as the collective unraveling
begins.

You give a hug
and then the guard is at your elbow
eyeing you
herding you
towards the door.

You go to separate ends of the room,
he to the inmate door
you to the main exit.
You both must play the
hurry up and wait
game
that ensues.
The men in blue
wave, blow kisses,
hold up hands
as if caressing faces
of their lovers,
sisters,
mothers,
offspring
who must leave them
in this place.

Sundiata flashes you his sun smile
and a raised black first.
Despite the wrenching in your heart,
you feel a smile play on your face
and return the fist.

The door will slide open
and swallow him and the other men up
as you and the mostly women and children
march out in a ragged line,
usually silent.

You must show your stamp again on the way out
twice
because
after all
you might be an inmate trying to escape.

All that is left to do:
return the locker key
get your id back
get the car keys
walk out the doors.

You get in the car
make notes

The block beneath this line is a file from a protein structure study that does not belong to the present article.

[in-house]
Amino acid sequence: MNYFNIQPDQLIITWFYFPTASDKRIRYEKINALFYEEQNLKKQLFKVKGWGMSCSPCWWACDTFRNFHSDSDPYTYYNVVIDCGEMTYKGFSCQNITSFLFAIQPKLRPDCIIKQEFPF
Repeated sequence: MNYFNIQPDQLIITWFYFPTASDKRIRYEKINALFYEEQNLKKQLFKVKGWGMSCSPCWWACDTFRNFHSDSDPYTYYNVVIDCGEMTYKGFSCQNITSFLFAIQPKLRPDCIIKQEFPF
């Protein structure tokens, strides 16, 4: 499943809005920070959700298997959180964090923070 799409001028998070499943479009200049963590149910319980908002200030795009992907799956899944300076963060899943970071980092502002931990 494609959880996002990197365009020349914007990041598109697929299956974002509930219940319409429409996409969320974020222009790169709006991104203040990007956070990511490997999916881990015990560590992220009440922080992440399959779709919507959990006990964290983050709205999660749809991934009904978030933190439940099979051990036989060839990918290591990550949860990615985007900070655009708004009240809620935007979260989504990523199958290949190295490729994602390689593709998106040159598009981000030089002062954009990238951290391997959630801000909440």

check your voicemail messages
before you pull out.
You manuever slowly out of the driveway.

At the stop sign right before you clear
the prison grounds,
you look up
and see four deer
two of them newborn fawns
still shaky in the legs.
They are so close
you can see the sheen
of their coats,
and the moisture
on their noses.
They stare at you
with eyes limpid and trusting
twenty feet aware from the outer prison wall
and the
concertina wire.

Inside, one of the guards
said
they had to pull a deer
off of the barbed wire
two days before.
It had gotten caught in it
and struggled
until it flayed itself open.
The guard shook his head
and said,
“Dumb deer.
They’re too stupid to know
they don’t belong
here.”